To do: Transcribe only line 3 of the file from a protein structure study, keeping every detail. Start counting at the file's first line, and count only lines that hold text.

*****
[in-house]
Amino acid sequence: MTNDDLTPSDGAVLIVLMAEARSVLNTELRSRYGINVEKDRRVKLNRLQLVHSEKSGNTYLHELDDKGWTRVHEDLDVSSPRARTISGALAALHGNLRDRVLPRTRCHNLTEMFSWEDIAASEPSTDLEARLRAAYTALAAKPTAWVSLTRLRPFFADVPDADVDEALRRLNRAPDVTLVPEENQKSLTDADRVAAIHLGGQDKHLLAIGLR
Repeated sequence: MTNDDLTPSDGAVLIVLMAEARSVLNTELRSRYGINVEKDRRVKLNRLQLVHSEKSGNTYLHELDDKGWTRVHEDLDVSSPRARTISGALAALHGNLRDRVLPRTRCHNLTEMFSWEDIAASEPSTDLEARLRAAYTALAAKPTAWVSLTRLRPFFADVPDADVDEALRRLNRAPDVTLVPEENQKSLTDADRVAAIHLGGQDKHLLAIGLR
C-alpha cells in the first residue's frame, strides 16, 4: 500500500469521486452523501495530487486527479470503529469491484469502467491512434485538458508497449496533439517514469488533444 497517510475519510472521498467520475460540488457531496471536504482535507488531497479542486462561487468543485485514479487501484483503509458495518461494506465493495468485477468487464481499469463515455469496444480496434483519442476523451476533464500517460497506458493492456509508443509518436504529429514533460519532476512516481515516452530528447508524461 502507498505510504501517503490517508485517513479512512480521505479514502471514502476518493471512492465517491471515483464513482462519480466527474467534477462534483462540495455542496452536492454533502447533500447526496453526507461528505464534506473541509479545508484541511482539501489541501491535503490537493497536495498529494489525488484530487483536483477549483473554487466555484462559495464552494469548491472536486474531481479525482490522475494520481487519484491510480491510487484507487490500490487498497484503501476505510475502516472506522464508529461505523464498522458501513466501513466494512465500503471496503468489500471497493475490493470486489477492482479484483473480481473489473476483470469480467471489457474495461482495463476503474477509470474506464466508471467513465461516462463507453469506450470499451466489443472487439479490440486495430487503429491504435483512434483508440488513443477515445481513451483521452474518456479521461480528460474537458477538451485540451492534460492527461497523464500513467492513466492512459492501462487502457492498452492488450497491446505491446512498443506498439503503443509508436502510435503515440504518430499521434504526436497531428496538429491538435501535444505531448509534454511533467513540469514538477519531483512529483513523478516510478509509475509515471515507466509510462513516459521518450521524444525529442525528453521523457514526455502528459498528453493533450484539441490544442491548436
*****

Repeated sequence: MTNDDLTPSDGAVLIVLMAEARSVLNTELRSRYGINVEKDRRVKLNRLQLVHSEKSGNTYLHELDDKGWTRVHEDLDVSSPRARTISGALAALHGNLRDRVLPRTRCHNLTEMFSWEDIAASEPSTDLEARLRAAYTALAAKPTAWVSLTRLRPFFADVPDADVDEALRRLNRAPDVTLVPEENQKSLTDADRVAAIHLGGQDKHLLAIGLR